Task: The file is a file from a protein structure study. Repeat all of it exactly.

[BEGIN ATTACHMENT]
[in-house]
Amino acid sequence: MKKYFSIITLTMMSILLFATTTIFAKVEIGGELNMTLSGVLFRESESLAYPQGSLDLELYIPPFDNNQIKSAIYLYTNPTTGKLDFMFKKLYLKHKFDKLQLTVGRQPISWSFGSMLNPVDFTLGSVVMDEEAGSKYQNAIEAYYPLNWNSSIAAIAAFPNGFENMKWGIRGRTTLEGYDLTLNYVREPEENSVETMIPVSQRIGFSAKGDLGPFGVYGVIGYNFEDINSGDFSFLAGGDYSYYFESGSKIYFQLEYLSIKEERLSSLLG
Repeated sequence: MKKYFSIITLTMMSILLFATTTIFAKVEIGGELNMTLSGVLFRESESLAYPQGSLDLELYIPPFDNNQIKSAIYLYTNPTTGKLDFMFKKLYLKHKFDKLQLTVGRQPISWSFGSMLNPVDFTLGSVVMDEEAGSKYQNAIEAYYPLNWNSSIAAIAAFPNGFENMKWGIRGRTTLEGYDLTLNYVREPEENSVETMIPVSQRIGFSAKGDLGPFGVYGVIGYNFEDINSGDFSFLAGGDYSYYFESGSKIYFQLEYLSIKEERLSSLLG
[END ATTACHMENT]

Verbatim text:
[in-house]
Amino acid sequence: MKKYFSIITLTMMSILLFATTTIFAKVEIGGELNMTLSGVLFRESESLAYPQGSLDLELYIPPFDNNQIKSAIYLYTNPTTGKLDFMFKKLYLKHKFDKLQLTVGRQPISWSFGSMLNPVDFTLGSVVMDEEAGSKYQNAIEAYYPLNWNSSIAAIAAFPNGFENMKWGIRGRTTLEGYDLTLNYVREPEENSVETMIPVSQRIGFSAKGDLGPFGVYGVIGYNFEDINSGDFSFLAGGDYSYYFESGSKIYFQLEYLSIKEERLSSLLG
Repeated sequence: MKKYFSIITLTMMSILLFATTTIFAKVEIGGELNMTLSGVLFRESESLAYPQGSLDLELYIPPFDNNQIKSAIYLYTNPTTGKLDFMFKKLYLKHKFDKLQLTVGRQPISWSFGSMLNPVDFTLGSVVMDEEAGSKYQNAIEAYYPLNWNSSIAAIAAFPNGFENMKWGIRGRTTLEGYDLTLNYVREPEENSVETMIPVSQRIGFSAKGDLGPFGVYGVIGYNFEDINSGDFSFLAGGDYSYYFESGSKIYFQLEYLSIKEERLSSLLG